How to declare an ndarray in cython with a general floating point type

What is the best way to declare a numpy array in cython if It should be able to handle both float and double?

I guess it won't be possible with a memory view since there the datatype is crucial, but for an ndarray is there any way to give it a general float type which would still benifit from the swiftness of cython?

so this is what I would usualy do:

def F( np.ndarray A):
A += 10

I've seen that there is also:

def F( np.ndarray[np.float32_t, ndim=2] A):
A += 10

but that again will give a bit size for the type. I've also thought along the lines of creating a memory view inside the function depending on the bit size (32 or 64).

Any thought are highly appreciated

Thank you so much for the tip on the floating type. I've tried it like this

import numpy as np
cimport numpy as np
import cython
cimport cython
from libc.math cimport sqrt, abs
from cython cimport floating

@cython.boundscheck(False)
@cython.wraparound(False)
@cython.nonecheck(False)
def Rot_Matrix(np.ndarray[floating, ndim=3] Fit_X,
np.ndarray[floating, ndim=3] Ref_X,
weight = None):
cdef:
unsigned int t, T = Fit_X.shape[0]
unsigned int n, N = Fit_X.shape[1]
np.ndarray[floating, ndim=3] Rot = np.empty((T,3,3))

return Rot

when I now call the function with two arrays of np.float32 I get the error

ValueError: Buffer dtype mismatch, expected 'float' but got 'double'

If I do not use the the type definition in the brakes for Rot so it reads np.ndarray[floating, ndim=3] Rot = np.empty((T,3,3)) then I get ndarray back and it works fine. Would you happen to have a pointer for me what I'm doing wrong?

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I doubt you can mix native types of different sizes, it would blow the performance. –  CoDEmanX Apr 28 '14 at 22:00
So you would just leave it as I did in the first example? Would it help to declare the number of dimensions though? –  Magellan88 Apr 28 '14 at 22:09
@Magellan88 I just saw the update to your post. I've updated my response. –  Veedrac May 8 '14 at 7:30

Well this is actually really easy with fused types support:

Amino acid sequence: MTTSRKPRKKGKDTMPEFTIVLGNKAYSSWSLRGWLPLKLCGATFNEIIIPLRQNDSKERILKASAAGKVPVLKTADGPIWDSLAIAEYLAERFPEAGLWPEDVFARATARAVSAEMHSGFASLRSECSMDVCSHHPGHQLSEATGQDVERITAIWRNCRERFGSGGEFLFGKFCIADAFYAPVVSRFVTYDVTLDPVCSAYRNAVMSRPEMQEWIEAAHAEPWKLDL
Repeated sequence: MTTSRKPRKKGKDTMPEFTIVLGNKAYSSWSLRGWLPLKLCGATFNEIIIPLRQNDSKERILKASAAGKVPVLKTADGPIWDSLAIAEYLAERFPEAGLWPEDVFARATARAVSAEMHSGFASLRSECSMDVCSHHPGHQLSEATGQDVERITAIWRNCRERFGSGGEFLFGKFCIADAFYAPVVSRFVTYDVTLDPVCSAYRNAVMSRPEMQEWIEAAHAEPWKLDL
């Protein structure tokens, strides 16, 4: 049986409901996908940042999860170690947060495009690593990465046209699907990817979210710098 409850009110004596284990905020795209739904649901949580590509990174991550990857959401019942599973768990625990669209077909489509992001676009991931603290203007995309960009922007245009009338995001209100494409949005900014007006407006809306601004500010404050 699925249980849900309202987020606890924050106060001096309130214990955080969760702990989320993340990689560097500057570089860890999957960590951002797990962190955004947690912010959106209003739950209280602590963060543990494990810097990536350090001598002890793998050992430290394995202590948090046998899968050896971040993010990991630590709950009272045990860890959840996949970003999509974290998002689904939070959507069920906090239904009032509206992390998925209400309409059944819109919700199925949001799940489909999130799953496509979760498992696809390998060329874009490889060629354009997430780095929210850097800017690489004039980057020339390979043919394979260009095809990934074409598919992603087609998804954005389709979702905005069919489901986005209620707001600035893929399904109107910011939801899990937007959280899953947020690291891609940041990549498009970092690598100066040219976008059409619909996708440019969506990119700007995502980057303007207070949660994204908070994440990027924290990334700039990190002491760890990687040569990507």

from cython cimport floating

def cythonfloating_memoryview(floating[:, :] array):
cdef int i, j

for i in range(array.shape[0]):
for j in range(array.shape[1]):
array[i, j] += 10

Of course, there are loads of ways of doing this:

Name this fuzed.pyx. There's no need to compile or run cython on it; it's handled by pyximport. Don't use pyximport for production code, though, as you should typically only ship .c files.

from cython cimport floating
from numpy import float32_t, float64_t, ndarray

ctypedef fused myfloating:
float32_t
float64_t

def cythonfloating_memoryview(floating[:, :] array):
# ...

def cythonfloating_buffer(ndarray[floating, ndim=2] array):
# ...

def myfloating_memoryview(myfloating[:, :] array):
# ...

def myfloating_buffer(ndarray[myfloating, ndim=2] array):
# ...

and here's a little test script:

Name this test.py and run it as a normal Python script:

import pyximport
pyximport.install()

import fuzed
import numpy

functions = [
fuzed.cythonfloating_memoryview,
fuzed.cythonfloating_buffer,
fuzed.myfloating_memoryview,
fuzed.myfloating_buffer,
]

for function in functions:
floats_32 = numpy.zeros((100, 100), "float32")
doubles_32 = numpy.zeros((100, 100), "float64")

function(floats_32)
function(doubles_32)

print(repr(floats_32))
print(repr(doubles_32))

It's worth noting that fused types are specialised at compilation, and are constant for a particular function invocation. The empty Numpy array you make is always of a double type, but you assign it to either a 32-bit float or a 64-bit float. Here's what you should do:

from cython cimport floating
import numpy

def do_some_things(floating[:] input):
cdef floating[:] output

if floating is float:
output = numpy.empty(10, dtype="float32")
elif floating is double:
output = numpy.empty(10, dtype="float64")
else:
raise ValueError("Unknown floating type.")

return output

and some tests to prove the point:

import pyximport
pyximport.install()
#>>> (None, None)

import floatingtest
import numpy

floatingtest.do_some_things(numpy.empty(10, dtype="float32"))
#>>> <MemoryView of 'ndarray' at 0x7f0a514b3d88>
floatingtest.do_some_things(numpy.empty(10, dtype="float32")).itemsize
#>>> 4

floatingtest.do_some_things(numpy.empty(10, dtype="float64"))
#>>> <MemoryView of 'ndarray' at 0x7f0a514b3d88>
floatingtest.do_some_things(numpy.empty(10, dtype="float64")).itemsize
#>>> 8
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hi, thanks for the test script, I'm not really sure how to use it. I've managed to compile it into a test.o file but there is no function in there to import. I've tried to import the list by doing from test import functions but that won't work. I hope that's not too stupid of a question –  Magellan88 Apr 29 '14 at 21:50
The test script is just a Python file; fuzed is the name of the second block of code. I'll update the answer to clarify. –  Veedrac Apr 29 '14 at 22:50

Fused types can only be used in function declarations. The best analogy I can come up with are templates in C++.

To create a function that can be used with float32/64 do

from cython import floating, numeric
cimport cython

def func_float(floating a):
print cython.typeof(a)

however you can only used Fused Types in a function that already appear in the function declaration.

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AFAICT this isn't true... yet you have more votes than me. *cries* ;) –  Veedrac May 8 '14 at 7:33
yeah I realized a bit later that I got compilation errors because cython only handles the fused types that are used in the function declaration. def f(numeric a): cdef floating v will result in a compilation error as well as def f(double a): cdef floating v –  kain88 May 16 '14 at 16:23